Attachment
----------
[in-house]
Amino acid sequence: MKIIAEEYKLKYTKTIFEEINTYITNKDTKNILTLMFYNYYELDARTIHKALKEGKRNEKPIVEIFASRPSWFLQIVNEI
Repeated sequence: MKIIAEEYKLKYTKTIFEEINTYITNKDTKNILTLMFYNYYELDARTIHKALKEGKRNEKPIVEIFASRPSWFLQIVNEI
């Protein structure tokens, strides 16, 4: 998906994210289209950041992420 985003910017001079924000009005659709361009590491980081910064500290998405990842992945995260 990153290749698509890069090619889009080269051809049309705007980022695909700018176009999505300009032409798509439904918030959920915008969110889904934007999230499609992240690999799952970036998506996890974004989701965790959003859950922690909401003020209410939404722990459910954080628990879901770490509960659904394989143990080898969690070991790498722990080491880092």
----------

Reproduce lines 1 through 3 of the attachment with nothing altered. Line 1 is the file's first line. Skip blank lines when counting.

[in-house]
Amino acid sequence: MKIIAEEYKLKYTKTIFEEINTYITNKDTKNILTLMFYNYYELDARTIHKALKEGKRNEKPIVEIFASRPSWFLQIVNEI
Repeated sequence: MKIIAEEYKLKYTKTIFEEINTYITNKDTKNILTLMFYNYYELDARTIHKALKEGKRNEKPIVEIFASRPSWFLQIVNEI